TAMPA — What Port Tampa Bay wants to do in a big way, a South Florida developer is doing on a smaller scale nearby in the Channel District.
On a block south of E Kennedy Boulevard between 11th and 12th streets, FCI Residential is spending $60 million to replace an unused warehouse that once served the shipping industry with an Art Deco-inspired apartment house teeming with young professionals.
"It's one more piece of the puzzle, and a great piece," Mayor Bob Buckhorn said at a ceremony Wednesday to mark the start of vertical construction. "This is exactly the type of mid-rise development that will work in the Channel District, that will lease up quickly, that will create that walkable, pedestrian-oriented environment and that will then attract retail."
Part of the 2.25-acre site once housed the former Amazon Hose and Rubber Co., which had been at the port since 1951 but has been vacant for nearly a decade.
The new project will have 300 units in eight stories, plus a 61/2-story parking garage and ground-floor retail near its entrance on Kennedy. Rent is expected to average just under $2,000 a month.
FCI Residential is a real estate development division of Florida Crystals Corp., the West Palm Beach-based sugar producer controlled by the Fanjul family. This is the company's first project in Tampa.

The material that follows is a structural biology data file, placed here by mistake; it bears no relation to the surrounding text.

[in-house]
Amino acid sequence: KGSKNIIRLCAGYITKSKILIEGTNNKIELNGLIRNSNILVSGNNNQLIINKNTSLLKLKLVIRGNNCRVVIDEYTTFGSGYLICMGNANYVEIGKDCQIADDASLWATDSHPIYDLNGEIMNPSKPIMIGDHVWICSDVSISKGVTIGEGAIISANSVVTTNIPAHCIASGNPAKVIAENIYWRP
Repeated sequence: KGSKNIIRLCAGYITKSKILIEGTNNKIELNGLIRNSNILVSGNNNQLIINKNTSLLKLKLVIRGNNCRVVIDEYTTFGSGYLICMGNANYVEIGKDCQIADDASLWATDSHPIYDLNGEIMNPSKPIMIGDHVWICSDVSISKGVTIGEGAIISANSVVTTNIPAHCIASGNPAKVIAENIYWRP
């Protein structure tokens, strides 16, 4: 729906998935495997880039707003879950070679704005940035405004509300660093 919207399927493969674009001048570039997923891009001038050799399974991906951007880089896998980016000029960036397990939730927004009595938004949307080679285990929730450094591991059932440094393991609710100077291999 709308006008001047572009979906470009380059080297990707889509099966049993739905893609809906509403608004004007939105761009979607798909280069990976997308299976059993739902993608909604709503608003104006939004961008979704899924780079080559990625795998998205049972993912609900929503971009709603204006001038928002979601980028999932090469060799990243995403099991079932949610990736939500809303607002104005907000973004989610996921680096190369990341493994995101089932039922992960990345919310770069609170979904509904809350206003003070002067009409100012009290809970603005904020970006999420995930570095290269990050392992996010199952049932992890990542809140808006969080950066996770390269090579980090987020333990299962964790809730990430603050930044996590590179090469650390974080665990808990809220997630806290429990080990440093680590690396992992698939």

"We like the Kennedy Boulevard address, and we felt like Tampa is a growing city with many positive trends — job growth, population growth," FCI vice president for real estate Juan Porro said.
The warehouse was demolished about three months ago, with site preparation taking place since. Case Contracting, known for its work on the nearby Slade residential project, will oversee construction.
Last week, port officials unveiled a $1.7 billion vision for 45 acres that it owns north of the Florida Aquarium and east of Channelside Drive.
Over the next 15 years, the port hopes to transform a series of parking lots for cruise ship passengers into a mixed-use project with high-rise apartment towers, hotels, offices, a bigger cruise ship terminal, a large waterfront public park and a marina surrounded by cafes and shops.
The port's ambitions are on a scale unlike anything Tampa has seen. Officials envision a total of 9 million square feet of development — more than all the office space contained in downtown's 18 high-rise business towers. And its architects have sketched out plans for two towers of 75 floors, nearly as many as the Chrysler Building and more than in any other skyscraper in Florida. The closest buildings with that many stories are in New York, Chicago and Houston.
The port's plan would depend on an estimated $200 million in public spending on infrastructure. Officials anticipate that money would come from the port itself and from community redevelopment property tax revenues generated by new construction in the Channel District.
Buckhorn said FCI's project will complement the port's plan, the $1 billion redevelopment that Tampa Bay Lightning owner Jeff Vinik has planned on land he's assembled around Amalie Arena and other new projects like the Pierhouse apartments on S Meridian Ave., built by the Miami-based Related Group.
"To know that people like the Fanjul family, Related and other big, national developers are coming to Tampa, I think, speaks volumes about where we are," the mayor said.
Contact Richard Danielson at firstname.lastname@example.org or (813) 226-3403. Follow @Danielson_Times.